Thanks all of you guys for your postings!
I think this will help the doc greatly! And you are right, you guys really know your stuff.

From a greenhorn trainee I just can't say thank you enough.
your a great bunch of profesionals!

#151288 - 08/24/06 04:23 AM Re: got shocked &question
resqcapt19 Offline

Registered: 11/10/00
Posts: 2209
Loc: IL
Have your doctor get in touch with one of the electrical trauma centers. I think that there are 3 or 4 in the country. This is a very special area and if the doc doesn't work with it every day, he won't know all of the ins and outs of dealing with your problem. One such center is at the Univerisity of Chicago.


#151289 - 08/24/06 09:19 AM Re: got shocked &question
Trumpy Offline


Registered: 07/05/02
Posts: 8532
Loc: SI,New Zealand
Gidday there Scott,
Welcome to ECN, mate!.

Well, I can honestly say that that is no way to enter any trade.
From a legal stand-point, your employer is grossly negligent for allowing one apprentice to supervise another, in the first place, without even considering that High Voltages were involved as well.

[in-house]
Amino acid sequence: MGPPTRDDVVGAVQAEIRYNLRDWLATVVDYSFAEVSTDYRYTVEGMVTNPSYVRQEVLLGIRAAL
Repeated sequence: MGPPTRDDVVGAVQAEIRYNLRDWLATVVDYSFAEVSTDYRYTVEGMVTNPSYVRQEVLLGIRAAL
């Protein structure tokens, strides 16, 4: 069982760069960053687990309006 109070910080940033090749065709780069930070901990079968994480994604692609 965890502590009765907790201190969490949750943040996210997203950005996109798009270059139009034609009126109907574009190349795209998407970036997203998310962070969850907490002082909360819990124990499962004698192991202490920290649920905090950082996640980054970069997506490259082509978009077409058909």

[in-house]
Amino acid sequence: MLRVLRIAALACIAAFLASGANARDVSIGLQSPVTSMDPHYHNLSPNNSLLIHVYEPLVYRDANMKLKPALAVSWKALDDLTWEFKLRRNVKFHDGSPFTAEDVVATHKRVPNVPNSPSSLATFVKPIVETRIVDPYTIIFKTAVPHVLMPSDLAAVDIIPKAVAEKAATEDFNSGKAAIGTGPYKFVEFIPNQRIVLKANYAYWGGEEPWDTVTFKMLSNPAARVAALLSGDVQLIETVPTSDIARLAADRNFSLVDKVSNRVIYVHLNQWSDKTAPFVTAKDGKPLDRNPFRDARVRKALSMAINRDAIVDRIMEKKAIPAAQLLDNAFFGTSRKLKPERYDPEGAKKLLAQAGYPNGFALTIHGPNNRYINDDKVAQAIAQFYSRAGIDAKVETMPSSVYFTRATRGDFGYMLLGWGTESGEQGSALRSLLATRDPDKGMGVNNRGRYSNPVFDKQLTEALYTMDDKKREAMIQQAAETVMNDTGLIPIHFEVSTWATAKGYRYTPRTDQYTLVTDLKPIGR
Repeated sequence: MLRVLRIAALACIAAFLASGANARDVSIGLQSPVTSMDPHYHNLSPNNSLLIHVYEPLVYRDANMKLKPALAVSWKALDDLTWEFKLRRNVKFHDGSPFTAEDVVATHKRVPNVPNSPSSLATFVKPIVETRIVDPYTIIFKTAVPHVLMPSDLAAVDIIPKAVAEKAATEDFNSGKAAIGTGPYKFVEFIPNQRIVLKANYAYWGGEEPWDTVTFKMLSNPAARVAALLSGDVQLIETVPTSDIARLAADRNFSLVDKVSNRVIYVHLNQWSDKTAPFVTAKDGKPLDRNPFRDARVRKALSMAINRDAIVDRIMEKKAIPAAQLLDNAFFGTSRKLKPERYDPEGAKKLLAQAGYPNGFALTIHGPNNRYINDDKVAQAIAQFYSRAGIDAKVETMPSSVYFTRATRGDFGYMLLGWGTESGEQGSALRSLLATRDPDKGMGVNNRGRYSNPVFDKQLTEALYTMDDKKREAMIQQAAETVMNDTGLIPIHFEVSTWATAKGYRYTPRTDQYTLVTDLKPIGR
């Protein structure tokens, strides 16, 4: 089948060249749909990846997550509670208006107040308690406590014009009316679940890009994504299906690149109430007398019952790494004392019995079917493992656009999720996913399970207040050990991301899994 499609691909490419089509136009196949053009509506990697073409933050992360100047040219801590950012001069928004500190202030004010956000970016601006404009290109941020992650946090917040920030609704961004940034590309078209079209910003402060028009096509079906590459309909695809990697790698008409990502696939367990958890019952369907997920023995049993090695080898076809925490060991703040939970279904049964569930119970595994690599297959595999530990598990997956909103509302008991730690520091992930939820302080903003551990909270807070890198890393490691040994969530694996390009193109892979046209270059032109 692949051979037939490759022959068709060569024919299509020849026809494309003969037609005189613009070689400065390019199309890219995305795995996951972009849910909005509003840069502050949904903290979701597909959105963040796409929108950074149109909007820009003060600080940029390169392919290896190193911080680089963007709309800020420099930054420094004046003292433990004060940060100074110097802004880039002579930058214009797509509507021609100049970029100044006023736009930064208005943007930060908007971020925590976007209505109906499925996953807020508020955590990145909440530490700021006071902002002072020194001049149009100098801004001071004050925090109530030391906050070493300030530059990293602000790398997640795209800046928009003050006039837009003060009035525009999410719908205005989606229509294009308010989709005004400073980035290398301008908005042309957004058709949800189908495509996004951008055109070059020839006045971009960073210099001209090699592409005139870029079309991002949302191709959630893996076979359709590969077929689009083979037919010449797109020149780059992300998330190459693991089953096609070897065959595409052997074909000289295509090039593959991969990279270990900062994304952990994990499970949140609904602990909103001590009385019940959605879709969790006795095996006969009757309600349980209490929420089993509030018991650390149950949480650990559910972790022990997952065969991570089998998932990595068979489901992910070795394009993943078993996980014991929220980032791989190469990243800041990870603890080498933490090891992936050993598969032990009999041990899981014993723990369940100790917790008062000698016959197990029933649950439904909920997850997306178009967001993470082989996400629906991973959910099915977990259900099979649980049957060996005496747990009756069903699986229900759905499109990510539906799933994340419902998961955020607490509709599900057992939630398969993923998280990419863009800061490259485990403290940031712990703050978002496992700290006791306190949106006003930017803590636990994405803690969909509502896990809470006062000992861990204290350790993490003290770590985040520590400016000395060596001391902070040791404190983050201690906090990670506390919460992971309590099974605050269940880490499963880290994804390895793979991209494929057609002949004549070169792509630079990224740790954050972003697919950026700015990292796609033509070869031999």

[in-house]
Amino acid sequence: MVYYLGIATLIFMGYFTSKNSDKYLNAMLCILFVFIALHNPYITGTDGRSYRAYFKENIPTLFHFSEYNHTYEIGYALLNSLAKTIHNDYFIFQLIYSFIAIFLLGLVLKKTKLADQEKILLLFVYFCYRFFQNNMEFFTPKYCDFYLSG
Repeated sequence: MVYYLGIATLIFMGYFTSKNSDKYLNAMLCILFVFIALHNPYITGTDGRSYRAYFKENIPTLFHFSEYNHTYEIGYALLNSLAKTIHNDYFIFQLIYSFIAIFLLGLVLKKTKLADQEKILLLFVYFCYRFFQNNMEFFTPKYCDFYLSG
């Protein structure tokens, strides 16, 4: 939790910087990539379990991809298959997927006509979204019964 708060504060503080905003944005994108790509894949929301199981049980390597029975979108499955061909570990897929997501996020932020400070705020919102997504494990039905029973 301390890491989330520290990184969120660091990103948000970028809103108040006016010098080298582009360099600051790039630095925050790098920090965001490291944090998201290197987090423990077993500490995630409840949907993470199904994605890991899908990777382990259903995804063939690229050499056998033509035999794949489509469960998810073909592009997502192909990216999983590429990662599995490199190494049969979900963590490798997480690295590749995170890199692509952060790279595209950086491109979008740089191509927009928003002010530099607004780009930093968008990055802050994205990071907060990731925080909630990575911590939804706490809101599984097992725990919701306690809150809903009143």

I'm not sure what OSHA would say about this, but in my books, there was a real risk of serious harm here and adequate supervision was not provided.

The supply to this installation should have been locked and tagged before the work even started (ie: covers removed, etc).

This guys attitude to safety is at best seriously lacking, I don't care if he has a deadline or whatever, one injured or dead apprentice is one too many in my mind.

I hope you make a good recovery from this accident and I have to agree with Don's (resqcapt19) advice, a lot of the damage caused by a serious electric shock is never seen on the outside, but it can have far-reaching effects in terms of internal injuries.
Sorry, I'm not trying to scare you at all, but the human body is controlled by minute electrical signals from nerves, anything foreign of (comparatively) huge magnitude would have some effect.

I hate to say it, but if I were in your situation, I would find another employer, however, that is entirely up to you.
I would also stick with the electrical trade as well, sure having a bad start like that is not good at all, but it wouldn't keep me away from a career like this one.

Stick around here Scott,
You'll learn heaps, I know I have.
Let's face it, these days if you're not young, you're old - Red Green grin